As a forum and blog addict, I have noticed that many OVC sites have a fair number of users who claim to be “animal-people”, or therians – or even Vampyre-therian hybrids. I thought I would do some research into the matter, and chat to some therians myself to try and get an understanding of this phenomenon, but came out with next to nothing that could be considered a rational explanation for this condition – but I did develop some interesting hypotheses around the topic. This then, is the Parable of the Were-Duck. Come… to the duck side.
Once upon a time there was a man who believed that spiritually he was part-duck. He had a strong connection with his feathered friends, and he was known to have episodes in which he would spend the afternoon sitting amongst them in the duck pond at the park, making quacking sounds at strangers who passed them on the banks, eagerly hoping that they would toss him a few bread crumbs. Everyone believed him to be mad.
This certainly conjures up quite a ridiculous image, and perhaps (if you follow my logic) that is why the were-duck has never existed.
The first observation I made was that the majority of those people adopting a Therian identity seemed to be “connected” to predatory animals such as wolves, felines, foxes, birds of prey, etc., while others aligned themselves with animals of beauty and romance – horses, swans, and deer.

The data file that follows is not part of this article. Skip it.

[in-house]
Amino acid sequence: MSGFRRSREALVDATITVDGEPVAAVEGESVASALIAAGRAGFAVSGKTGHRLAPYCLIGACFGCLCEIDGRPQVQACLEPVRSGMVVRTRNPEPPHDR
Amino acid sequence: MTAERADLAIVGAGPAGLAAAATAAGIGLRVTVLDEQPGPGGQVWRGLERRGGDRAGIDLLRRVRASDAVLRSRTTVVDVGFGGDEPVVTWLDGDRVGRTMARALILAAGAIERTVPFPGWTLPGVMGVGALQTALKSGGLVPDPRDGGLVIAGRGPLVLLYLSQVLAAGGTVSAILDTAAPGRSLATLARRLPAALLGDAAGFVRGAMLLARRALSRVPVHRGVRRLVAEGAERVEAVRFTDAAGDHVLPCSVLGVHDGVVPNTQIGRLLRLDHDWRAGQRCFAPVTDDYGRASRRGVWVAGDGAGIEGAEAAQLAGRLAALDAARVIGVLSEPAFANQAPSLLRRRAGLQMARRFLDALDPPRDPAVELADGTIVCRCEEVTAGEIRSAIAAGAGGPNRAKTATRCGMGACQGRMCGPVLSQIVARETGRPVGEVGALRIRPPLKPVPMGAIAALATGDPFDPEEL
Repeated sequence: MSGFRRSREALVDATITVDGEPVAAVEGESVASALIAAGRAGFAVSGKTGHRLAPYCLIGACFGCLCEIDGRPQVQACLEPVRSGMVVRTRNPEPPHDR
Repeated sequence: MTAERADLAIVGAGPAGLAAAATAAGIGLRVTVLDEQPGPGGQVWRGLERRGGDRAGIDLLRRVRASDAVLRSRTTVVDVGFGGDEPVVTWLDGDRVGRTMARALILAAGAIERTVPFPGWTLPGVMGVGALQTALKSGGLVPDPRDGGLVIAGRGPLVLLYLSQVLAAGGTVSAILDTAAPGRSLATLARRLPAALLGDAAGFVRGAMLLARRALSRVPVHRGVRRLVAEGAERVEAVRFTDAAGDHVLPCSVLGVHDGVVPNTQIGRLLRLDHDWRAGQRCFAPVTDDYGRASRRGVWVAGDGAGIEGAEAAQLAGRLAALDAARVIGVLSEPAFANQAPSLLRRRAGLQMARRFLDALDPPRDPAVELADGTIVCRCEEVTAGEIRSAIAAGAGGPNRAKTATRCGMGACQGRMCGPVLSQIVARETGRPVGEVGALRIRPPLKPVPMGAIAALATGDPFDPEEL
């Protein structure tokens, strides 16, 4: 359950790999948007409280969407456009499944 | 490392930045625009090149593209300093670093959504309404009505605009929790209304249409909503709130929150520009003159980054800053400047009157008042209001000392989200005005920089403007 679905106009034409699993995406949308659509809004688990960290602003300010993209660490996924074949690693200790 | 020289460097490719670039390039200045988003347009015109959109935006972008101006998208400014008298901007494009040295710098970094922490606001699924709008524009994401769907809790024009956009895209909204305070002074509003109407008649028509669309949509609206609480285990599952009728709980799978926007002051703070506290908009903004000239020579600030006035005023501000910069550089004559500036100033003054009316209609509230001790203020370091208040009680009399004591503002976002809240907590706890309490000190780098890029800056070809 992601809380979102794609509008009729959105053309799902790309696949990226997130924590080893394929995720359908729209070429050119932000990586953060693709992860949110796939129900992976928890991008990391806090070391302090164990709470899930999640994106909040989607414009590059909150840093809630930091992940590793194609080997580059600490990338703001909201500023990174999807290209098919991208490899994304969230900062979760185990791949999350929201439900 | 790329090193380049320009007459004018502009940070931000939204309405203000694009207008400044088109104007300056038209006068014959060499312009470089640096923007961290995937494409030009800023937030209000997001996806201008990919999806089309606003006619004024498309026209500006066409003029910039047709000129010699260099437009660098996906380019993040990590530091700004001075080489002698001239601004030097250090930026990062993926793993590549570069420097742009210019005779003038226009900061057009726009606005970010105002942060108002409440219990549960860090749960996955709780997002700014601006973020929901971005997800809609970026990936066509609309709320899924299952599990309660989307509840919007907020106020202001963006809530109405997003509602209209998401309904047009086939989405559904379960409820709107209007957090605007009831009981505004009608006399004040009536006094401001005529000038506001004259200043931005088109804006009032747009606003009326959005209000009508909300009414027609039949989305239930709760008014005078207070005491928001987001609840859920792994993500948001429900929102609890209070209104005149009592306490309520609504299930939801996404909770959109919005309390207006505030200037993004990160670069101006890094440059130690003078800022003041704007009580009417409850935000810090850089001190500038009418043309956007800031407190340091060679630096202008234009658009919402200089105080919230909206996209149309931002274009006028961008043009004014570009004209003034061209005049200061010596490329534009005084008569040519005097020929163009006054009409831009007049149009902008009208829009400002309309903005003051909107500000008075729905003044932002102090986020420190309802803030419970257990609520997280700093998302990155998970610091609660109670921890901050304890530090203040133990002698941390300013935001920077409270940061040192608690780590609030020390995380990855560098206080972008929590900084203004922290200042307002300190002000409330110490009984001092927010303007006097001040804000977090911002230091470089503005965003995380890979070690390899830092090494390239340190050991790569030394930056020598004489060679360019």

Considering this, I asked myself why do we never encounter the were-duck, the baboon-therian, or someone who was deeply connected to a cow on the astral plane? With the lack of the popularity of these latter animals, one can already begin to assume that this idea of therianism is only a delusion being lived out by these people, as they wish to be connected with popular, majestic animals of power and beauty.
“Wait til you see my duck-side come out… I have this urge to sit in a pond and quack at people with the hope of getting some bread tossed my way.”
Upon reflection however, one must remember that these associations of animals with human traits is at it’s core a form of anthropomorphism. It was humans who said the lion was brave, the fox was cunning and the doe gentle – but these animals do not choose to be this way – they merely act on instinct. Therefore for a therian to act upon these characteristics, all they are doing is taking the level of anthropomorphism and twisting it into something to best suit the ideals or parameters of their personal delusion.
The animal in vogue also appears to be affected by the global cultural demographic, whereby in certain parts of the world, people regard certain animals to be greater than others in accordance with the country or region’s religious and cultural beliefs and upbringings.
The Therian Stick Test
When questioning therians about how their animal-side manifested, every single one regaled me with tales of how they involuntarily growl and hiss in certain situations, how they have this need to be in nature, how (for example) they get on so well with dogs because they sense the wolf within that person – and, guess what – the full moon seems to make them feel more like the animal they share a connection with. Now this seems all very well and dandy – if it is your cup of tea, that is – but I had to ask the question: if you throw a stick for a therian, will they bring it back?